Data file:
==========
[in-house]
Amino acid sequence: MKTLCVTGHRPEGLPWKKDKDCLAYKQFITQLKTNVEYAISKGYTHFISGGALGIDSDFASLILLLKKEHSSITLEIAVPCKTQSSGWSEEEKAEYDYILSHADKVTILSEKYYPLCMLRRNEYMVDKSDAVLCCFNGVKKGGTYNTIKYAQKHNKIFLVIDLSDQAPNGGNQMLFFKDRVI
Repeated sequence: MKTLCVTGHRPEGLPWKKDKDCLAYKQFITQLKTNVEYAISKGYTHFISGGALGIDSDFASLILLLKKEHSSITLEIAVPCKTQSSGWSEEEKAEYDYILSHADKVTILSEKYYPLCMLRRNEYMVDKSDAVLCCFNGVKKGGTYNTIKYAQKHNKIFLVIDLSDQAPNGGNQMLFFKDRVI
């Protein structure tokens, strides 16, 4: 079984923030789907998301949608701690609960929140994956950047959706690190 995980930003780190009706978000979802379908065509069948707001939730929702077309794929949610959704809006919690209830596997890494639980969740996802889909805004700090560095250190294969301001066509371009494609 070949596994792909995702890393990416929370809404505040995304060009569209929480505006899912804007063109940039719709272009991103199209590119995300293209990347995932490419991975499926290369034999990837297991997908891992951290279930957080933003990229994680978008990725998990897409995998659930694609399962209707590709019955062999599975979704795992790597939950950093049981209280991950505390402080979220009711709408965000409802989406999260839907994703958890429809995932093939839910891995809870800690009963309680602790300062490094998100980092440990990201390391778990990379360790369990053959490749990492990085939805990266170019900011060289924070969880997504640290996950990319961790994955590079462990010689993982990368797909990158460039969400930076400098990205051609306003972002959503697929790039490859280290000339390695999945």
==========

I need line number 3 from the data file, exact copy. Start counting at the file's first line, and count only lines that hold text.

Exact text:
Repeated sequence: MKTLCVTGHRPEGLPWKKDKDCLAYKQFITQLKTNVEYAISKGYTHFISGGALGIDSDFASLILLLKKEHSSITLEIAVPCKTQSSGWSEEEKAEYDYILSHADKVTILSEKYYPLCMLRRNEYMVDKSDAVLCCFNGVKKGGTYNTIKYAQKHNKIFLVIDLSDQAPNGGNQMLFFKDRVI